Hannah: So it’s really freedom to do what’s at your heart’s core, is that what it is?

George: Freedom to do, freedom to be. Freedom to be who you want to be. A lot of times you’re working a job and you feel like you can’t be completely who you are, you can’t be completely truthful, you feel like you’re compromising yourself in a variety of ways. So it’s freedom to be, freedom to do, and also freedom to have.

Hannah: So you talked about these three different phases, where are we now? Where it’s 2018, what phase are we in? We’re not in phase one.

George: I think we’re moving toward phase three, and it’s what I’ll be talking about here on retreat. And the topic that I’m talking about it … I’m adding two topics to life planning. I’m talking about mindfulness life planning and a golden civilization. If you think about someone who’s been life planned and has received that jolt of freedom and really begins to live their life in that way, that’s a golden civilization. That’s creating a civilization where people are authentic, they feel passionate about what they’re doing, they’re alive. So I think we’re right at that place. We’ve got a series of methodologies that different people are doing, and it’s time now to spread that work out into the broader society, to take it even further globally than I’ve been able to take it, and to take it deep into society.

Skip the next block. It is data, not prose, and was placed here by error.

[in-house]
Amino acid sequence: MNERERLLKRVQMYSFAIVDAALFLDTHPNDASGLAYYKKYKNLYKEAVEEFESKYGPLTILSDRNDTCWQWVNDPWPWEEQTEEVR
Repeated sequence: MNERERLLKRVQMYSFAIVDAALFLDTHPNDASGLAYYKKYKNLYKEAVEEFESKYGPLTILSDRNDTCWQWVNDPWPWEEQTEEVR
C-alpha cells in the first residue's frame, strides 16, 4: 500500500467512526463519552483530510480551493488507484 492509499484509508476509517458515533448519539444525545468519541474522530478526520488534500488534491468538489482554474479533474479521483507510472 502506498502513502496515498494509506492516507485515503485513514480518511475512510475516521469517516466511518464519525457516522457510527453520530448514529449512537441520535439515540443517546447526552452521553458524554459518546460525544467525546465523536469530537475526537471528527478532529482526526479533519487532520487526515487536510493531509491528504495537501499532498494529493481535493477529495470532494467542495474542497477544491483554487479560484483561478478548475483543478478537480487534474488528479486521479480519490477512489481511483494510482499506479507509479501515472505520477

Part of that is actually deepening our skills, and that’s the reason I have mindfulness in there. When we started our conversation today you asked me what life planning was, and I said it’s listening. And listening in such a way that delivers freedom, but it’s listening. Mindfulness is the most subtle training in listening that you can do, because it’s listening inside yourself ad it’s listening to moments. It’s trying to capture every single moment as it wanders through you, but that’s a very subtle kind of listening. And if you can master that kind of listening, you’re really mastering the present moment. So it’s much subtler, it’s a much subtler training than a sales technique or even the Three Questions.

But if you can really have a mastery around that, then when you’re listening to a client you’re actually accessing that subtly of listening inside yourself to everything, to your fears, to your excitement, to their fear, their excitement. And it means that you’re a tuning fork for what is authenticity for them. It’s extraordinary.